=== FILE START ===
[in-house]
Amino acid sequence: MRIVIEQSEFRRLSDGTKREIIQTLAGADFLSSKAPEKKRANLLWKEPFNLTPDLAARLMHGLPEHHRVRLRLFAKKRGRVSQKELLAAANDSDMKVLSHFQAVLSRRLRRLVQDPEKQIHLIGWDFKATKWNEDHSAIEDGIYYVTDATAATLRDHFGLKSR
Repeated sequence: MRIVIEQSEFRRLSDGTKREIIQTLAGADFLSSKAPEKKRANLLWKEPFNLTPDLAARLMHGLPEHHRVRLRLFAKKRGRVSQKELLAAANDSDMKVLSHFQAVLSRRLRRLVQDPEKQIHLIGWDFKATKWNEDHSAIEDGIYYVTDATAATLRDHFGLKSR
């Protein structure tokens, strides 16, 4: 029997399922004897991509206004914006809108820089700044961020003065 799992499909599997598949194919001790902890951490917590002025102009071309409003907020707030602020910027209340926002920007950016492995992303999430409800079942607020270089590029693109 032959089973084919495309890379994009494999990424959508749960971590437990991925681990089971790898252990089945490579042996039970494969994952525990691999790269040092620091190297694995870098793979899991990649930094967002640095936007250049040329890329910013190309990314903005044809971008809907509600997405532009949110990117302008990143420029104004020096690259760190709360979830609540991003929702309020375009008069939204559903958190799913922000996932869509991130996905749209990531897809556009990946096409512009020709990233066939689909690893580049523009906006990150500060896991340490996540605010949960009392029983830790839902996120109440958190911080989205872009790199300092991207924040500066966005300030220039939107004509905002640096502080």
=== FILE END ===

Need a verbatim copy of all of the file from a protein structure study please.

[in-house]
Amino acid sequence: MRIVIEQSEFRRLSDGTKREIIQTLAGADFLSSKAPEKKRANLLWKEPFNLTPDLAARLMHGLPEHHRVRLRLFAKKRGRVSQKELLAAANDSDMKVLSHFQAVLSRRLRRLVQDPEKQIHLIGWDFKATKWNEDHSAIEDGIYYVTDATAATLRDHFGLKSR
Repeated sequence: MRIVIEQSEFRRLSDGTKREIIQTLAGADFLSSKAPEKKRANLLWKEPFNLTPDLAARLMHGLPEHHRVRLRLFAKKRGRVSQKELLAAANDSDMKVLSHFQAVLSRRLRRLVQDPEKQIHLIGWDFKATKWNEDHSAIEDGIYYVTDATAATLRDHFGLKSR
């Protein structure tokens, strides 16, 4: 029997399922004897991509206004914006809108820089700044961020003065 799992499909599997598949194919001790902890951490917590002025102009071309409003907020707030602020910027209340926002920007950016492995992303999430409800079942607020270089590029693109 032959089973084919495309890379994009494999990424959508749960971590437990991925681990089971790898252990089945490579042996039970494969994952525990691999790269040092620091190297694995870098793979899991990649930094967002640095936007250049040329890329910013190309990314903005044809971008809907509600997405532009949110990117302008990143420029104004020096690259760190709360979830609540991003929702309020375009008069939204559903958190799913922000996932869509991130996905749209990531897809556009990946096409512009020709990233066939689909690893580049523009906006990150500060896991340490996540605010949960009392029983830790839902996120109440958190911080989205872009790199300092991207924040500066966005300030220039939107004509905002640096502080």